Conflation of cigarette smoking with dip and chew, vaping, cigar and pipe smoking falsely informs consumers that all tobacco products are equally dangerous.  When Congress gave the FDA regulation of tobacco products 10 years ago, it did not direct the agency to treat all tobacco products as equally hazardous.  Unfortunately, the FDA’s regulatory actions have done just that. The FDA’s current posture wastes government resources, undermines public health, and does nothing to address the 500,000 annual deaths caused by cigarette smoking.


Tuesday, February 16, 2021

Vapers Can Draw Inspiration from this Type 1 Diabetes Story: We Are Not Waiting


Vapers, I hope you are inspired by the following story.  It’s about how do-it-yourselfers in the Type 1 diabetes community have achieved advances in treatment that are entirely independent of the medical and pharmaceutical industries, and of FDA regulation.  The manner in which these advancements were obtained mirrors how DIYs in the smoking community have promoted vaping devices that are substantially replacing deadly cigarettes.

People with Type 1 diabetes (PWDs for short) lack a functioning pancreas, making them reliant on a continuous external source of insulin.  There have been considerable advances in managing Type 1 over the past two decades, including better forms of insulin, small wearable pumps that provide the essential hormone 24/7, and continuous glucose monitors (CGMs) – tiny sensors that provide blood sugar levels day and night.  Remarkable as these advances are, PWDs must still be on guard 24/7 – even in the middle of the night – to maintain a normal blood sugar range.  With Type 1, blood sugar levels can soar or plunge in an instant.  Too much time at the high end can damage blood vessels, kidneys and other organs, while low blood sugars can trigger brain shutdown, coma and even death.

Of late, PWDs were convinced that insulin pumps and CGMs could be integrated into an “artificial pancreas”, but device manufacturers and the FDA were not moving fast enough.  In response, DIYs went into action (as described in a recent article in Healthline), and in 2013 the hashtag #WeAreNotWaiting became “the rally cry of folks in the diabetes community who are taking matters into their own hands by developing platforms, apps, and cloud-based solutions, and reverse-engineering existing products,” with a focus on developing an artificial pancreas.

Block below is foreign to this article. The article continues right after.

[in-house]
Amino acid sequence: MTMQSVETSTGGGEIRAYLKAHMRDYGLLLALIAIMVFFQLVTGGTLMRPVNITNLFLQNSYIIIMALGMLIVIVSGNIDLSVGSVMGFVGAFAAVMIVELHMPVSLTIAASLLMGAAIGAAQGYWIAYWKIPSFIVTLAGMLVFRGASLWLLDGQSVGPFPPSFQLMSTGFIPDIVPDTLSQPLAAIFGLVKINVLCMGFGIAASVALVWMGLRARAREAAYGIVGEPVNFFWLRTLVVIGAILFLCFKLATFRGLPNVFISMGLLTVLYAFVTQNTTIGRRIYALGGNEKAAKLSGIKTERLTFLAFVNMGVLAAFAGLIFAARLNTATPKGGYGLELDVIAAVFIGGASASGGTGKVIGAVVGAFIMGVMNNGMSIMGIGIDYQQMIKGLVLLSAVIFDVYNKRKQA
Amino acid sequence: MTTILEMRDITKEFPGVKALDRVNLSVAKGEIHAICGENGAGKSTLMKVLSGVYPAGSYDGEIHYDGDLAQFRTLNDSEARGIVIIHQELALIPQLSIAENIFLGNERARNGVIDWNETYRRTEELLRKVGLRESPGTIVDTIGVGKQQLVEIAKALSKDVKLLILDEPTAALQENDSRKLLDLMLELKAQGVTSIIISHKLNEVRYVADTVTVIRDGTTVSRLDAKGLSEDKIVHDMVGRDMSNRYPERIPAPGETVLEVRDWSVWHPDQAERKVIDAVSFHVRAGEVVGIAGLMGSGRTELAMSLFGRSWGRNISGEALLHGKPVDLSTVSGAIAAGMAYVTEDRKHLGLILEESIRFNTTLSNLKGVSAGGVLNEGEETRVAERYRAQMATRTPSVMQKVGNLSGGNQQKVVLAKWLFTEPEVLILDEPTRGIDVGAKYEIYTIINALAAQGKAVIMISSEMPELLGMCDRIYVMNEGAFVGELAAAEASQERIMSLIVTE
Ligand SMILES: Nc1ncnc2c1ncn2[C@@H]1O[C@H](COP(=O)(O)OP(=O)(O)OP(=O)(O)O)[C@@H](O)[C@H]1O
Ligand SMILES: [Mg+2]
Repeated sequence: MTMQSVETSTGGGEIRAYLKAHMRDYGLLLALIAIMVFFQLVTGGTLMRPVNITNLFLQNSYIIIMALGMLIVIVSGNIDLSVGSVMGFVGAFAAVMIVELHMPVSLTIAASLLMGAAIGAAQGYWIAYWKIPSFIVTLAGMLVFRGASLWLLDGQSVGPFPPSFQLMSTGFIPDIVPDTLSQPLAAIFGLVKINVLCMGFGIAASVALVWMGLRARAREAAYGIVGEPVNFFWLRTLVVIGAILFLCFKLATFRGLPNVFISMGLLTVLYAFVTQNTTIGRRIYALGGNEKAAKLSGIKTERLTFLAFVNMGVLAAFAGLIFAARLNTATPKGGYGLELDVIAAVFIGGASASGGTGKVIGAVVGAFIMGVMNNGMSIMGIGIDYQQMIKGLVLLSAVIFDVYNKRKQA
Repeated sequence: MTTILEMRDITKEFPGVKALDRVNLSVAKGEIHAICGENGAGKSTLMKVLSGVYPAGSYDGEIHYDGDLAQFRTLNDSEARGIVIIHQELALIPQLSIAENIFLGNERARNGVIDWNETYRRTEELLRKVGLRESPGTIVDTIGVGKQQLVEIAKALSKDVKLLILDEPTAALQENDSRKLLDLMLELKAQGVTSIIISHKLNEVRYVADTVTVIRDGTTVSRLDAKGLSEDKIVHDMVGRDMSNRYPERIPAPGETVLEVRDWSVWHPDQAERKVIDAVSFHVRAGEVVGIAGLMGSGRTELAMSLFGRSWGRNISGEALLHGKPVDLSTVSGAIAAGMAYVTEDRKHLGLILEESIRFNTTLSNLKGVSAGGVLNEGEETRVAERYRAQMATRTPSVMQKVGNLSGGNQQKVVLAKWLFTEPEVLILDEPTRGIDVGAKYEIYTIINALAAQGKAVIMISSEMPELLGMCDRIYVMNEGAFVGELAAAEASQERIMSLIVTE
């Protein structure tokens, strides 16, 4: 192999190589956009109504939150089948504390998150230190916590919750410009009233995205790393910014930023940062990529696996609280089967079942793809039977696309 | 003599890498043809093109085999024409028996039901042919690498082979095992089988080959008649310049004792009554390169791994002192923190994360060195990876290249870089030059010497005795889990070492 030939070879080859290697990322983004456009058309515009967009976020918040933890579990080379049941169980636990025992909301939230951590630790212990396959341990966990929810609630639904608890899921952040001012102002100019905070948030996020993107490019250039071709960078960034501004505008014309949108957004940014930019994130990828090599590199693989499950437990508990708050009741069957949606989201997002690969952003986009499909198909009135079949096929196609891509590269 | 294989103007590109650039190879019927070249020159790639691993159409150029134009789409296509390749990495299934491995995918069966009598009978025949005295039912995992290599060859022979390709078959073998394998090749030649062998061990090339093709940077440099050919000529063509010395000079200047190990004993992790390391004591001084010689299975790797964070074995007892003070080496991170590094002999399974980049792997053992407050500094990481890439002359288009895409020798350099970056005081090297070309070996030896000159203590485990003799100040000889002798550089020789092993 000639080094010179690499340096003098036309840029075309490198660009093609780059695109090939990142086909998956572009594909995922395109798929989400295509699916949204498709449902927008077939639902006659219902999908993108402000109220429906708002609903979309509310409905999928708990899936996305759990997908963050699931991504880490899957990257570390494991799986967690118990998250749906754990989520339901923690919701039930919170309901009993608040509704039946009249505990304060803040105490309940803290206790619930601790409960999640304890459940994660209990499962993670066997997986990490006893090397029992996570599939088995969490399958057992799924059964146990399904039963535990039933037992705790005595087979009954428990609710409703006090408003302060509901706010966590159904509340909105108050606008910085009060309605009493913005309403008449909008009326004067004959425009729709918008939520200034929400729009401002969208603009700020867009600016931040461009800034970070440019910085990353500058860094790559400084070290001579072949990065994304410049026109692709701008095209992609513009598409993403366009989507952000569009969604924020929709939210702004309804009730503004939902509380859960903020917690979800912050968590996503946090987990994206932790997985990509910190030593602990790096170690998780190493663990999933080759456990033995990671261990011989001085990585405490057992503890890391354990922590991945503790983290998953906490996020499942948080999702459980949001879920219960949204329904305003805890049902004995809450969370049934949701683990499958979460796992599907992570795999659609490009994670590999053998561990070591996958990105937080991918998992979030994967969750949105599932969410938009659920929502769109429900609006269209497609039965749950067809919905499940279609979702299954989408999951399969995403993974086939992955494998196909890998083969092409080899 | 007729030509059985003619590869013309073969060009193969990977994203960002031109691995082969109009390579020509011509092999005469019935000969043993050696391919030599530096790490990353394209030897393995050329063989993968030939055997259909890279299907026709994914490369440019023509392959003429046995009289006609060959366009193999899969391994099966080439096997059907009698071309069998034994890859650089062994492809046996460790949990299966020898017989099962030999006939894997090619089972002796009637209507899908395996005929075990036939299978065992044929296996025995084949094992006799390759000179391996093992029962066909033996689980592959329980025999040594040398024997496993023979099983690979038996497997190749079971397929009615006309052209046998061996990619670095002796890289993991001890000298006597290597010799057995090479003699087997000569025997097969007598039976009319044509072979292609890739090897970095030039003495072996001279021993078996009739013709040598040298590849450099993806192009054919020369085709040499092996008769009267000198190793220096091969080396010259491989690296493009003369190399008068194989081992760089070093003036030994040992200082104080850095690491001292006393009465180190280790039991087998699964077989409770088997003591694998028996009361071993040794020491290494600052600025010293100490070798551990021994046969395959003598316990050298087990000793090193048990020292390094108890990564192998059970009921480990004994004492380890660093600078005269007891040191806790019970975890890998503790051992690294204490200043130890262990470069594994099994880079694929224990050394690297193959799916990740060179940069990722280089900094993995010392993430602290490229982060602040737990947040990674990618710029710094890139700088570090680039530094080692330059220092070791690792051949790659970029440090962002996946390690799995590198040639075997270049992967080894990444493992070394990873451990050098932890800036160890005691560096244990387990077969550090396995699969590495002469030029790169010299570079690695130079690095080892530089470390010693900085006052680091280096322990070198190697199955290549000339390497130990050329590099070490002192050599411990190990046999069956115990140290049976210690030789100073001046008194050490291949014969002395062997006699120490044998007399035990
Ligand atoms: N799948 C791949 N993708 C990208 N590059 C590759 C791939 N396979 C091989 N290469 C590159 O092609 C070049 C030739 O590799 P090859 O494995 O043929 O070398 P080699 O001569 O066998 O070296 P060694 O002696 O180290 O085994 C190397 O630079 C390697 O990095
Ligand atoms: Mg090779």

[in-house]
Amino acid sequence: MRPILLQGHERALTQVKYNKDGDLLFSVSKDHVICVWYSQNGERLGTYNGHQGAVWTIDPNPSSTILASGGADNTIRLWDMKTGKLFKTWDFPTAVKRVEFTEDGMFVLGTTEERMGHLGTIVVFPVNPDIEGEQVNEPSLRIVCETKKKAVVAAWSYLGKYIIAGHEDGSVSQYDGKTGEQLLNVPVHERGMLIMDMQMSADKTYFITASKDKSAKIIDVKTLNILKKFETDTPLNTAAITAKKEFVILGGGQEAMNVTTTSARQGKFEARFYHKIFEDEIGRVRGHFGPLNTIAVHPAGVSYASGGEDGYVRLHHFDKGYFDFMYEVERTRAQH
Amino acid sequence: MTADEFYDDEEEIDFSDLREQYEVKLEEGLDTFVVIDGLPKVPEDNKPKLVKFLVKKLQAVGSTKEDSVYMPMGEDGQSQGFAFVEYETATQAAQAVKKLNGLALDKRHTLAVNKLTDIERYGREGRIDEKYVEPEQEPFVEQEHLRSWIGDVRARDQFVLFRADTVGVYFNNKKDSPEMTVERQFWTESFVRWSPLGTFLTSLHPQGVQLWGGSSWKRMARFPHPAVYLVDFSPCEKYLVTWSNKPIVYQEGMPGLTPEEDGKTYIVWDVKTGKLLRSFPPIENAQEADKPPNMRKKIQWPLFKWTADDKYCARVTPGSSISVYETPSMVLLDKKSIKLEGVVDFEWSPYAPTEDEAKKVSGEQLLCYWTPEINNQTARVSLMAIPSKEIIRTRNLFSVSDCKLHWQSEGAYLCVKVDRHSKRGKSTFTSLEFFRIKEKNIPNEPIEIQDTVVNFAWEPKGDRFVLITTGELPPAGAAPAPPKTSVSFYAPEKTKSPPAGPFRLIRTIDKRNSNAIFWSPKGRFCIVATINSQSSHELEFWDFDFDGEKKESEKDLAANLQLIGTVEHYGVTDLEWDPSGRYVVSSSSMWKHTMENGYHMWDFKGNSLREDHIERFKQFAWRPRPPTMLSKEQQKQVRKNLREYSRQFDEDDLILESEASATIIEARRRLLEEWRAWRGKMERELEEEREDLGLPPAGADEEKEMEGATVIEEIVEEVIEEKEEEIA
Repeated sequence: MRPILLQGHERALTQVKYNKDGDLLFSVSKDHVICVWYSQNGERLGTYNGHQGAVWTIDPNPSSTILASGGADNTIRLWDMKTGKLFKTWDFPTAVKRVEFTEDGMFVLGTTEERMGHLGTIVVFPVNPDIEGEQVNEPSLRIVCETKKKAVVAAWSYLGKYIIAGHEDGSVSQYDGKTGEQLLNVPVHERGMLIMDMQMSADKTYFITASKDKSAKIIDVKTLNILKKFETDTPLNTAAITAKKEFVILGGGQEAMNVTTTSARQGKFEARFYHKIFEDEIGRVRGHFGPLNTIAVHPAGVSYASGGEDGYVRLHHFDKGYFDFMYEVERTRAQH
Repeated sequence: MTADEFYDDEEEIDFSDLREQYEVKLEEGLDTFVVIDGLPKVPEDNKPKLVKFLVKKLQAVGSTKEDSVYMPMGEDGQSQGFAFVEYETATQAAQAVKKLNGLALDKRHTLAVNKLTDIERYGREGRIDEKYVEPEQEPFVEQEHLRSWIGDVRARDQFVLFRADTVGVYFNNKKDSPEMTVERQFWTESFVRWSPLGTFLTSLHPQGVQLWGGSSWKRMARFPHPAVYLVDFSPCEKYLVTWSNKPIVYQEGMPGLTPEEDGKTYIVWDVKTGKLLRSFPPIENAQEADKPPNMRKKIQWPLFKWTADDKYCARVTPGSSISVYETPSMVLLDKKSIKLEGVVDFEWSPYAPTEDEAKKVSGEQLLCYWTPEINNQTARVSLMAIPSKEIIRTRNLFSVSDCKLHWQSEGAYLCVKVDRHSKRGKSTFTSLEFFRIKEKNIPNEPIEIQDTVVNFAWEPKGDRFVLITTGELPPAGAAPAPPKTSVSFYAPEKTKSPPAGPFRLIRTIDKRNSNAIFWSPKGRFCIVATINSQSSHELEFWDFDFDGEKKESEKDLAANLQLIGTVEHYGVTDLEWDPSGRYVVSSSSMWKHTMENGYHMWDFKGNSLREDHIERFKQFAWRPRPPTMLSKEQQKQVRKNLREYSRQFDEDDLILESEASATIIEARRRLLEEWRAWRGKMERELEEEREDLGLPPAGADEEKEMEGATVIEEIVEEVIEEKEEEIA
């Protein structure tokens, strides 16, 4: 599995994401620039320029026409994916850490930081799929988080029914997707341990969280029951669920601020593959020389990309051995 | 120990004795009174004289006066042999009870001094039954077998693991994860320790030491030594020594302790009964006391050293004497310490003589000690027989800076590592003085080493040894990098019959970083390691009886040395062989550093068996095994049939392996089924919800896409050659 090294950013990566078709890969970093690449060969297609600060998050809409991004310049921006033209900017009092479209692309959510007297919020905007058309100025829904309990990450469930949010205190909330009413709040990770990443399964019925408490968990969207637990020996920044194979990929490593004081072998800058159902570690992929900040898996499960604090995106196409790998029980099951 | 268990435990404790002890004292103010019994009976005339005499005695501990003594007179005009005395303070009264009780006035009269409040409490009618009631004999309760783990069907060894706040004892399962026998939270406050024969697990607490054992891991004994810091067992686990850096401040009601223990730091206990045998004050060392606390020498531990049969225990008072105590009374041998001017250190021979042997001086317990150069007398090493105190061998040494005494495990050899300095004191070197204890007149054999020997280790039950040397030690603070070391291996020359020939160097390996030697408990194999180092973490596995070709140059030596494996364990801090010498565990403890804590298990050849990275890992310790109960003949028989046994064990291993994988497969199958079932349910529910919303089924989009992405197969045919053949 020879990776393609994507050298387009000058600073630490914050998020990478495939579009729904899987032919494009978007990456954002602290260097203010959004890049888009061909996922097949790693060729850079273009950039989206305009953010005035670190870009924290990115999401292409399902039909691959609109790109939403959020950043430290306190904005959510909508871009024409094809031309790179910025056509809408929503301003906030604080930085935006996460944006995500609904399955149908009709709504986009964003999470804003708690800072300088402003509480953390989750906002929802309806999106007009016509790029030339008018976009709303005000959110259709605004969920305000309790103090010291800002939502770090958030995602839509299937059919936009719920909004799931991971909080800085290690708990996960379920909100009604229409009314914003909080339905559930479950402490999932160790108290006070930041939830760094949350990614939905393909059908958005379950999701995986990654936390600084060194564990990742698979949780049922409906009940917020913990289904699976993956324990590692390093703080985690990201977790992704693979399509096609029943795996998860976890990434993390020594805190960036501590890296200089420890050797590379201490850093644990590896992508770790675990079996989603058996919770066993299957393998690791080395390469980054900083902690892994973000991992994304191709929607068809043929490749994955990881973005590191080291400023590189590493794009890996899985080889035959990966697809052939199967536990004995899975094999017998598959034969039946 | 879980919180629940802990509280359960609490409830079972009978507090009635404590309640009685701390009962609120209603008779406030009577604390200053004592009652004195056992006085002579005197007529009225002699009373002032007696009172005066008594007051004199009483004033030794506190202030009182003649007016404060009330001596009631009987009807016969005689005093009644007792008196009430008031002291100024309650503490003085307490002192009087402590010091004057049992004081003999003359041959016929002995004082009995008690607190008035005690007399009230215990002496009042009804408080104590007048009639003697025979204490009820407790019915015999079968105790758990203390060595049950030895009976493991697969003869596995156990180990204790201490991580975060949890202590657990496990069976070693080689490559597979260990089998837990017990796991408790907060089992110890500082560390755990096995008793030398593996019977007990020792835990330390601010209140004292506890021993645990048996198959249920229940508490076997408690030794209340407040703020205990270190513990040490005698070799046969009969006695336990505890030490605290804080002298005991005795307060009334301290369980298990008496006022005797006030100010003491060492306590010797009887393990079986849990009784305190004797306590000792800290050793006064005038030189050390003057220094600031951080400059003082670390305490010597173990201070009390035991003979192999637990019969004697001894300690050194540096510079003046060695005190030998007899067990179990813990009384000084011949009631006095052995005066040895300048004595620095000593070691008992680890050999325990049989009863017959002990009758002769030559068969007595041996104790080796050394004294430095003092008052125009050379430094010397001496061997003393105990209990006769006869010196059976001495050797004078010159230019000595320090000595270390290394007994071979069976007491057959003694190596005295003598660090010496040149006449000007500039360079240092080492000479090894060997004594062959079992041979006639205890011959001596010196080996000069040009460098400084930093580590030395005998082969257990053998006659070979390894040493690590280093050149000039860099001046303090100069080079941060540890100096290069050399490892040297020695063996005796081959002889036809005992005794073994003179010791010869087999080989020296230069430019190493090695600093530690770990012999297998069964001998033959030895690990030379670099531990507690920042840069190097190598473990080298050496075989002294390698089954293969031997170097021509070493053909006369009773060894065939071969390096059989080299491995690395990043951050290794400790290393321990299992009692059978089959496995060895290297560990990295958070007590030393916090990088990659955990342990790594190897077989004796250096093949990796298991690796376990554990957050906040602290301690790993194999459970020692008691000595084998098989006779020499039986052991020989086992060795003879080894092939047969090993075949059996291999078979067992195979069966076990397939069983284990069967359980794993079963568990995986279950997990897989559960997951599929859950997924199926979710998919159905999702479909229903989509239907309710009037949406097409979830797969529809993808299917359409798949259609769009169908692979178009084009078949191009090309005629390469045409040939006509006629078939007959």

Artificial pancreas systems (insulin pump, CGM and controller) have been available for several years.  One app, called Loop, is used by 10-15,000 people worldwide (here).  In my own 18-month experience with it I have found it truly life-changing.    

A DIY artificial pancreas program called Tidepool has just been submitted for FDA review.  If approved, it would be the first DIY product to have passed FDA scrutiny.  PWDs are hopeful, but those already using artificial pancreas solutions will never give them up.

 The reason this story is important for vapers is that you have been using unapproved devices as substitutes for cigarettes in order to lead longer and healthier lives.  Like PWDs, you are not waiting for FDA-approved options to step away from the fire. 

E-cigarettes and vapor products are scheduled for daunting reviews by the FDA, but vapers, you have demonstrated that, in order to quit smoking and stay smoke-free, you are not waiting.  Take heart with this diabetes story.




Monday, February 8, 2021

Author and Editors Defend the Indefensible Stanford Study on Vaping & Covid

In August, I discussed a Stanford University study published in the Journal of Adolescent Health (JAH) claiming that young people who ever use e-cigarettes are five to seven times more likely to be diagnosed with Covid-19.  A group of harm reduction researchers subsequently wrote that the claims are implausible and the results “so suspect that any conclusions drawn from it [sic] cannot be relied upon…the paper should be retracted.”

The JAH recently published four letters to the editor regarding that study (available here).  The letters were followed by a response from only one of three original contributors: senior author Bonnie Halpern-Felsher.  One is left to wonder about why her original co-authors didn’t sign on to the reply.  Halpern-Felsher’s response did have five co-signers from four other institutions defending the article that they had not written.  Additionally, the JAH editors penned their own response – indicating that they recognized that they had problems with Halpern-Felsher’s article.

The four letters focused on a variety of issues, including these key ones.

1. Halpern-Felsher writes “We adjusted our sample to be representative of the U.S. population.”